Researchers used ultra-high-resolution structural magnetic resonance imaging (MRI), diffusion MRI, and probabilistic tractography to investigate the structural connections of the visual sensory pathway in dyslexia in vivo. They discovered that individuals with dyslexia have reduced structural connections in the direct pathway between the left visual thalamus (lateral geniculate nucleus [LGN]) and left middle temporal area V5/MT, but not between the left LGN and left primary visual cortex. In addition, left V5/MT-LGN connectivity strength correlated with rapid naming abilities—a key deficit in dyslexia .

These findings provide the first evidence of specific structural alterations in the connections between the sensory thalamus and cortex in developmental dyslexia. The results challenge current standard models and provide novel evidence for the importance of cortico-thalamic interactions in explaining dyslexia.

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Universal Dyslexia screening would be great

Dyslexia: News from the web:

  • As research about dyslexia brings more information to light, best practices are evolving, including the recommendation for universal screening in kindergarten and first grade in order to address the issue before greater gaps in vocabulary and general knowledge put students farther behind educationally and emotionally, District Administration reports.

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Re-assessments for huge costs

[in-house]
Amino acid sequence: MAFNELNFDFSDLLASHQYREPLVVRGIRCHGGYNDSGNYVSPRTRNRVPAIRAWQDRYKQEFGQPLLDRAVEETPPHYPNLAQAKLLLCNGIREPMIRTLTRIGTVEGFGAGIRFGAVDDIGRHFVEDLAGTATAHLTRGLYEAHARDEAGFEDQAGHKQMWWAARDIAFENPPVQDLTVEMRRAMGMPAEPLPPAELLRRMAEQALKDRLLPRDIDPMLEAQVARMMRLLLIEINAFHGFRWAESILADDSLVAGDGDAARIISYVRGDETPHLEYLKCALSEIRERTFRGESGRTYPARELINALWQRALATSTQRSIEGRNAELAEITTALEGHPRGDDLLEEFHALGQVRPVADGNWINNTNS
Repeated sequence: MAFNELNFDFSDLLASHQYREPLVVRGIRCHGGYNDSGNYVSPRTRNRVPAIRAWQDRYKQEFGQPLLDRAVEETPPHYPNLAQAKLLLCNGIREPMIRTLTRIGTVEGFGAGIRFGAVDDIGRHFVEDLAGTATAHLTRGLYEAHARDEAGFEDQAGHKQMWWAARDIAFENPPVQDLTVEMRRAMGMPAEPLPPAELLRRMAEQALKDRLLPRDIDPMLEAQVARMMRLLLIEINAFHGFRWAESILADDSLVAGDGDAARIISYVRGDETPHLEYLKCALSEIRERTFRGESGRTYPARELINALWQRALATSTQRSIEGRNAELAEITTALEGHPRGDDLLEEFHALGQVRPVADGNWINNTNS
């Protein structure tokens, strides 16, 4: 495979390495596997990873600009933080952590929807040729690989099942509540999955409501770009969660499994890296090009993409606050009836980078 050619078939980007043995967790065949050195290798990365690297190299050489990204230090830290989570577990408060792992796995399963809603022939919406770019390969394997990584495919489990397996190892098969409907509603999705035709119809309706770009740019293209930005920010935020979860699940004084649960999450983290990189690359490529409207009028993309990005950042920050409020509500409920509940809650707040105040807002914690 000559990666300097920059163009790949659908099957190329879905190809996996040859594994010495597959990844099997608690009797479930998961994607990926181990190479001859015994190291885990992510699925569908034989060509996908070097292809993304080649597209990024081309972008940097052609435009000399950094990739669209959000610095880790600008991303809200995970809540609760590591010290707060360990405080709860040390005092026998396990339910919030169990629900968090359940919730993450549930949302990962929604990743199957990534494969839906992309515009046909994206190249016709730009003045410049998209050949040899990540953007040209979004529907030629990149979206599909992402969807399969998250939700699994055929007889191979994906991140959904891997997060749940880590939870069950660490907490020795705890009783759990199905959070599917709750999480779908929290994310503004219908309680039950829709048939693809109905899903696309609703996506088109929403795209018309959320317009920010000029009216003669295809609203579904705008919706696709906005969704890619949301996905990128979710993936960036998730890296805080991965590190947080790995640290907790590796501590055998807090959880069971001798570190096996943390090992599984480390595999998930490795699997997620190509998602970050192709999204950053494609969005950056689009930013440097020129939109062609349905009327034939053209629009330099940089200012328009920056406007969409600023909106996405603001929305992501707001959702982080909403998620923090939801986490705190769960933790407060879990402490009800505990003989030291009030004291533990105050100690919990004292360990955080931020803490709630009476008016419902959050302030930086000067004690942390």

Dyslexia: News from the web:

This story is from the UK, but it applies to some extend in other countries also, and it outlines the process to get accommodations in college. Students with Dyslexia are often forced to have their condition re-evaluated for considerable costs, just to satisfy the bureaucracy that needs to give them accommodations.

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the Barton method

Dyslexia: News from the web:

Teacher Gail Grossman leads a small group of students, matching three sounds to three different colored tiles: n-i-sh. The exercises help students learn to break words down into sounds, something that’s easier for some kids than others. The tiles and planned exercises are part of the Barton System, a program that helps students with dyslexia, a learning disability that causes students to struggle reading and writing. The method is based on Orton-Gillingham but non professionals can easily use it.

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Dyslexia detection before you read?!

Dyslexia: News from the web:

A study has been carried out by the Basque Centre on Cognition, Brain and Language (BCBL), associating auditory processing in children to their reading skills. The results offer a new approach for detecting the risk before the children learn to read.

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Kids helping Kids

Dyslexia: News from the web:

Kids Read 2 Kids is a free online website founded by 3 young siblings – Jacob (15), Alana (17), and Reuben (11). They launched their website in June 2017 and have seen great success just in a few short months. Through their online website and YouTube channel, these phenomenal kids have come up with a creative way to help motivate other kids to read. The idea behind their project is that they record themselves reading books out loud so that other kids can follow along on their own. By doing this, they are able to engage with other kids their age and show them that reading can be enjoyable.